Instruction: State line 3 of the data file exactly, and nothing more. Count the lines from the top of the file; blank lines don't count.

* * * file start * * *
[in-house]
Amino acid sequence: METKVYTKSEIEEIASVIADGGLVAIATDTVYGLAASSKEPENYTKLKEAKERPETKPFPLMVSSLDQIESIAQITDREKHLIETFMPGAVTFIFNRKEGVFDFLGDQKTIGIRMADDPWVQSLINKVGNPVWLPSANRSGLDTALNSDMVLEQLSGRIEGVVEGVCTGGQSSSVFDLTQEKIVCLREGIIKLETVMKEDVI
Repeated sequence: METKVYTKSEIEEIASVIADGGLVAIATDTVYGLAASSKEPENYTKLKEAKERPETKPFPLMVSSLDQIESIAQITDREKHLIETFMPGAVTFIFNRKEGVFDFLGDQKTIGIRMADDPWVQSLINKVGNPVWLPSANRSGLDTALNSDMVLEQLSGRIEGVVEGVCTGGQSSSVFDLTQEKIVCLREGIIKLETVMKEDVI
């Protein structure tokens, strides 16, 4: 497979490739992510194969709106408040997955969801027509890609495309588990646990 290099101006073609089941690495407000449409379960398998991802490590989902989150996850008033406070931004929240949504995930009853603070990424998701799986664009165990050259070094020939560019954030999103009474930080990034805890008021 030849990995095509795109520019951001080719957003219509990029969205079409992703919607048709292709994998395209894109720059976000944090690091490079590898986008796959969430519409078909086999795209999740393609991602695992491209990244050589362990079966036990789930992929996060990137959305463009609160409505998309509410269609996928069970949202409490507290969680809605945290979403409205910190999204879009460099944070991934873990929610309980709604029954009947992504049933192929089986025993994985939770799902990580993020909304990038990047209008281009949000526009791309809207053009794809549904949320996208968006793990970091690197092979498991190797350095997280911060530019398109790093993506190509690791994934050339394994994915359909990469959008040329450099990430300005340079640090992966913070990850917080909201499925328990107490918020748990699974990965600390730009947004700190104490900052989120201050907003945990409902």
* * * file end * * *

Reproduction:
Repeated sequence: METKVYTKSEIEEIASVIADGGLVAIATDTVYGLAASSKEPENYTKLKEAKERPETKPFPLMVSSLDQIESIAQITDREKHLIETFMPGAVTFIFNRKEGVFDFLGDQKTIGIRMADDPWVQSLINKVGNPVWLPSANRSGLDTALNSDMVLEQLSGRIEGVVEGVCTGGQSSSVFDLTQEKIVCLREGIIKLETVMKEDVI